My wife and I have been following arguments for and against the MICA proposal to build a performing arts center in Mercerdale Park for some time. While we both strongly believe in supporting the arts, we have a number of concerns about the proposal as it stands.
The Deal: Public land, private use? We’re not aware of any other situation in which the city has allowed a private venture to use public, city-owned land for any project let alone a project of this size. If this is legal within the city’s charter, it certainly comes close to overstepping the bounds of that charter.
It not only sets a dangerous precedent, it also calls into question the council’s sense of both fairness and what is morally right. MICA’s intent—to save Youth Theatre Northwest and provide it a permanent home—is an admirable one. However, when YTN lost its lease on the north campus, owned by the Mercer Island School District, six other charitable organizations providing benefits to the community also were displaced. Did the city offer to find any of them a home on city-owned land? So, why is the city now offering to give one of the displaced organizations what amounts to rent of $ per year for 50 years (as long as someone else puts up the money for a building, of course)?
Cost: When a group like MICA comes along and offers to construct a $15 million facility to benefit the community, the temptation to jump on the offer is strong. But the council needs to look at the long-term cost and viability of the project. MICA has stated that Youth Theatre Northwest will be its primary tenant, essentially paying the principal operating costs. YTN’s financial history, however, has left it near the brink of insolvency several times. The city, in fact, bailed YTN out in 2009 with a $20,000 grant—taxpayers’ money. In 2013, YTN even refused to be evaluated by the Better Business Bureau. (We won’t even go into the arrest and conviction of a YTN staff member). For all the good YTN has done for its attendees, it has a checkered history of success.
A major question for us—and for you—is what happens if MICA falls into insolvency? What if YTN can’t pay its rent? How does MICA come up with the operating budget to keep a performing arts center open? Bellevue Youth Theater, which is owned and operated by the city of Bellevue, incurs a cost of between $290,000 and $388,000 annually on staff salaries alone. Add in operating costs of utilities, maintenance, production supplies, etc., not to mention cost of benefits for employees, and the total operating budget is obviously much higher. If MICA’s primary tenant pays $32,000 per month, that would almost cover the high end of staff salaries, assuming BYT and MICA operate in much the same way, but none of the hard costs to maintain the building.
Mercer Island, however, is not Bellevue. Bellevue is six times our size, giving an operation like BYT a much larger population to draw from. It’s also not an island. MI is not a destination location; people don’t come here from off-island to shop or eat in restaurants, or for entertainment. The arts center will have to draw on the local population to survive, but will that be enough? And if MICA can’t come up with operating costs, what then? The center will be built on city land. Will the city become the owner of the building in the event MICA can’t continue to operate it? If so, where will the city come up with the funds to operate the center? A taxpayer levy?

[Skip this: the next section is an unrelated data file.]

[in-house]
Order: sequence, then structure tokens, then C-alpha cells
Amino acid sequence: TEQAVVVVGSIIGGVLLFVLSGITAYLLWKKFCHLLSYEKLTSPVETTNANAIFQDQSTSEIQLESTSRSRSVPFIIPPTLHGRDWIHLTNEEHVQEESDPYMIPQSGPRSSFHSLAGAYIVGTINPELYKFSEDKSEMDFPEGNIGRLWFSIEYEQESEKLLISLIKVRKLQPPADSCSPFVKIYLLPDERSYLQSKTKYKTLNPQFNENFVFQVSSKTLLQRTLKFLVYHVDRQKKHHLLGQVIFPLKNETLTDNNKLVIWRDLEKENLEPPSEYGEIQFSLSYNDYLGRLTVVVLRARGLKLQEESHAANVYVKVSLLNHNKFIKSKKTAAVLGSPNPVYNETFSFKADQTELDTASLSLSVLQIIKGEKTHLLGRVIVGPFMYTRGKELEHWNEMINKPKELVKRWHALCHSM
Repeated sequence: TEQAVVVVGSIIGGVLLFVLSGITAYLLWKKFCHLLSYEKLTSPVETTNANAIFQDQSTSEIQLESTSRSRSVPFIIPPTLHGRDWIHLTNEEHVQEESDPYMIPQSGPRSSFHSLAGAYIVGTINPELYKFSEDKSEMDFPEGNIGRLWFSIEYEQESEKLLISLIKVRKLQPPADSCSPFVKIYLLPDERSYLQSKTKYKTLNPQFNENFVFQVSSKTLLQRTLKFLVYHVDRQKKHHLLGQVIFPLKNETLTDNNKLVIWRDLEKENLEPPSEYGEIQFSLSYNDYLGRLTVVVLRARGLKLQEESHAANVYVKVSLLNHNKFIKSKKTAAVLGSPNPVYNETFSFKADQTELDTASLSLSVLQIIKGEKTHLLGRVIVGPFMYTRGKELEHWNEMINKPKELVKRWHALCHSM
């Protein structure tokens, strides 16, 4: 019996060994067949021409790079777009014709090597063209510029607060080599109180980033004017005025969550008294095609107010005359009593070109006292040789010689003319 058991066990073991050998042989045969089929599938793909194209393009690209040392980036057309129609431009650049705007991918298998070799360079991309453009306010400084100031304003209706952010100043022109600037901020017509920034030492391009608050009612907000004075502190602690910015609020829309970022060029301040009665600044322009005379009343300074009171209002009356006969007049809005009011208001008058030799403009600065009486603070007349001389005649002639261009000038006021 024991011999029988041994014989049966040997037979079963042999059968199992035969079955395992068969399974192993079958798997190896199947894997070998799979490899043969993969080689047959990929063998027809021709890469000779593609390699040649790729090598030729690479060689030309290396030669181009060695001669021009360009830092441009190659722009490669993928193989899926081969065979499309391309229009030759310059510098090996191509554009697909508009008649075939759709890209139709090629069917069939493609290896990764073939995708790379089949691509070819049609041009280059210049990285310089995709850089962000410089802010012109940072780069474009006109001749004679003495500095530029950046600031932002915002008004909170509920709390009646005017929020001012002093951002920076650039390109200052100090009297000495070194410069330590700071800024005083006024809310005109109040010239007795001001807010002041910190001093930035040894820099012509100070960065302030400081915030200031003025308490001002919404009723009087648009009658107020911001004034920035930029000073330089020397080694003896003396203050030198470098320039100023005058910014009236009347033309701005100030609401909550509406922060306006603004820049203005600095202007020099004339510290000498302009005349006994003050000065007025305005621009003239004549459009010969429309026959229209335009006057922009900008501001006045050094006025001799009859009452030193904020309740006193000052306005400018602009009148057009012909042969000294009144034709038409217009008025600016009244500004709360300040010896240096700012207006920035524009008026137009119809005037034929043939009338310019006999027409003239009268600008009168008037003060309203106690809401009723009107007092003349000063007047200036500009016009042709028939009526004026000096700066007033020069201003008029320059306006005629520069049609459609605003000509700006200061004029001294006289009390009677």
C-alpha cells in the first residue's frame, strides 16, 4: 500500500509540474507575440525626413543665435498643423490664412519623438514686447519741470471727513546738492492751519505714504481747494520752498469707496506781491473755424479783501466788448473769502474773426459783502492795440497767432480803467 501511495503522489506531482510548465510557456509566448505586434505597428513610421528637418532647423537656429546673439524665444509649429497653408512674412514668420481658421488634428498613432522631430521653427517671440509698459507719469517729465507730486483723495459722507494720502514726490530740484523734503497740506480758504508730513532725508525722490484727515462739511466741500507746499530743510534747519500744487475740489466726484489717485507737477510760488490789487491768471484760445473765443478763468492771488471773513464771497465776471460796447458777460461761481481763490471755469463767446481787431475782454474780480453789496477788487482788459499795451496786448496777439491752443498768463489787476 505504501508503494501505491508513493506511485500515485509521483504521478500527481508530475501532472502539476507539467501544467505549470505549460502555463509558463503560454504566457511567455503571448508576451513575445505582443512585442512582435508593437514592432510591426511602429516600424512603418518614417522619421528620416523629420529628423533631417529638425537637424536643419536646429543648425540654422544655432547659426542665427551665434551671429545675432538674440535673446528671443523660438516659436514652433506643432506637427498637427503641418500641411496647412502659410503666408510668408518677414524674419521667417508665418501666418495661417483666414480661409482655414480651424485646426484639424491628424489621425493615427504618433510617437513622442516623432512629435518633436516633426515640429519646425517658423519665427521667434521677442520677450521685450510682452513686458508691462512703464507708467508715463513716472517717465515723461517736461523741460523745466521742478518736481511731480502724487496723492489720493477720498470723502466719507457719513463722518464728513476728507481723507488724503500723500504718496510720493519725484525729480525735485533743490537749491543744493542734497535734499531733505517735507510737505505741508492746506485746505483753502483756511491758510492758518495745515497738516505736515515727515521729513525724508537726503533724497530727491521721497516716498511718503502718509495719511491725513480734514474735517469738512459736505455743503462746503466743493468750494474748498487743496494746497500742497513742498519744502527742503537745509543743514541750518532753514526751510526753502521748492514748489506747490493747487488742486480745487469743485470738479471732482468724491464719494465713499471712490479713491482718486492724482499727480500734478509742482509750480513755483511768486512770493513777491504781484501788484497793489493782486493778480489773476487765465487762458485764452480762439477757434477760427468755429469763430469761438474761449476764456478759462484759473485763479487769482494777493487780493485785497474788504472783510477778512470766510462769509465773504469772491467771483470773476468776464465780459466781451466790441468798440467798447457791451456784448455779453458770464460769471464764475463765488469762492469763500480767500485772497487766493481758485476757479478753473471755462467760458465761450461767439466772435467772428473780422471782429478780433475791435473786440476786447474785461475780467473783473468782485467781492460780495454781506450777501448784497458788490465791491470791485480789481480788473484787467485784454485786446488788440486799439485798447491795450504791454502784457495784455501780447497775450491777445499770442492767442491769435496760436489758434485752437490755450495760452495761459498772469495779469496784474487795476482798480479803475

Our point is that council members should view this project in much the same way as the MICC rebuild of several years ago—a community-approved, taxpayer-funded project. Despite MICA’s assurances, it’s not out the realm of possibility that this center will turn out to be taxpayer-funded even though we didn’t have the chance to vote on it.
Size. With the central business district already becoming overwhelmed with large, generic mixed-use developments, the proposed art center would impose a huge presence in what has been an open, relatively unspoiled public space. One of the many reasons people move to MI is its almost rural feel in an urban/suburban environment. The foresight to preserve large tracts of land such as Pioneer Park and the Mercerdale hillside is what has created the island’s character in the face of unceasing development. Instead of a view of the natural Mercerdale hillside, most of the west side of the park would be dominated by the proposed performing arts center façade.
Parking. MICA will provide no parking with the proposed variance the city may allow. There is no parking available for the center in the downtown area. For MICA—and you—to assume that Farmers Insurance will continues its largesse and offer its lot for MICA or YTN productions (and only on nights and weekends) is folly. And without on-site parking, traffic around the center and the park during shows will likely require the city to staff additional MIPD personnel as it does for parades and other special events. (Yet another expense—have you planned for it?)
Encroachments. The proposed building’s requirement for a fire lane takes up a much larger percentage of usable parkland than the present walking path and creates more impervious surface that cannot absorb rainfall. The huge water retention tank necessary to mitigate the effects of losing the native plant garden and some wetland is outside the boundaries of the property under proposed lease to MICA. Does that mean it’s the city’s responsibility? At what cost? The destruction of natural habitat to accommodate the massive footprint of the center goes against every principal we hold dear for this community and for the world at large in this day and age. We shouldn’t let “progress” always dictate, even when it appears that someone else will be paying for the shiny building.
(To be continued in an upcoming edition).
Michael W. Sherer